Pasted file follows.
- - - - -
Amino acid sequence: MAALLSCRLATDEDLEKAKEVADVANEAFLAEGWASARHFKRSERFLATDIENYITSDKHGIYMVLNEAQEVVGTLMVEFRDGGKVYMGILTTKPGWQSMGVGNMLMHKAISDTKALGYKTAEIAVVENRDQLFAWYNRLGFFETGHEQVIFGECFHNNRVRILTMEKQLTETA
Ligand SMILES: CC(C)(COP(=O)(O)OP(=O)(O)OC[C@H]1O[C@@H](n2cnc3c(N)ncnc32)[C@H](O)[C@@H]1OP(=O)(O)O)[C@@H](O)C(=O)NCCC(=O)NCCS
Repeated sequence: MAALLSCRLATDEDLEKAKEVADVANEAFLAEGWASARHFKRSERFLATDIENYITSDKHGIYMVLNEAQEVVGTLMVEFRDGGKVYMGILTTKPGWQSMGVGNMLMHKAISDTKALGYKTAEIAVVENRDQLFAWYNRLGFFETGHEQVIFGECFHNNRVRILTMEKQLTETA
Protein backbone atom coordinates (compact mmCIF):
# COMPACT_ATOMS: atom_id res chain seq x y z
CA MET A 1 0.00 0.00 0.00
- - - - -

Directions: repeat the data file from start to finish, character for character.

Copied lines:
Amino acid sequence: MAALLSCRLATDEDLEKAKEVADVANEAFLAEGWASARHFKRSERFLATDIENYITSDKHGIYMVLNEAQEVVGTLMVEFRDGGKVYMGILTTKPGWQSMGVGNMLMHKAISDTKALGYKTAEIAVVENRDQLFAWYNRLGFFETGHEQVIFGECFHNNRVRILTMEKQLTETA
Ligand SMILES: CC(C)(COP(=O)(O)OP(=O)(O)OC[C@H]1O[C@@H](n2cnc3c(N)ncnc32)[C@H](O)[C@@H]1OP(=O)(O)O)[C@@H](O)C(=O)NCCC(=O)NCCS
Repeated sequence: MAALLSCRLATDEDLEKAKEVADVANEAFLAEGWASARHFKRSERFLATDIENYITSDKHGIYMVLNEAQEVVGTLMVEFRDGGKVYMGILTTKPGWQSMGVGNMLMHKAISDTKALGYKTAEIAVVENRDQLFAWYNRLGFFETGHEQVIFGECFHNNRVRILTMEKQLTETA
Protein backbone atom coordinates (compact mmCIF):
# COMPACT_ATOMS: atom_id res chain seq x y z
CA MET A 1 0.00 0.00 0.00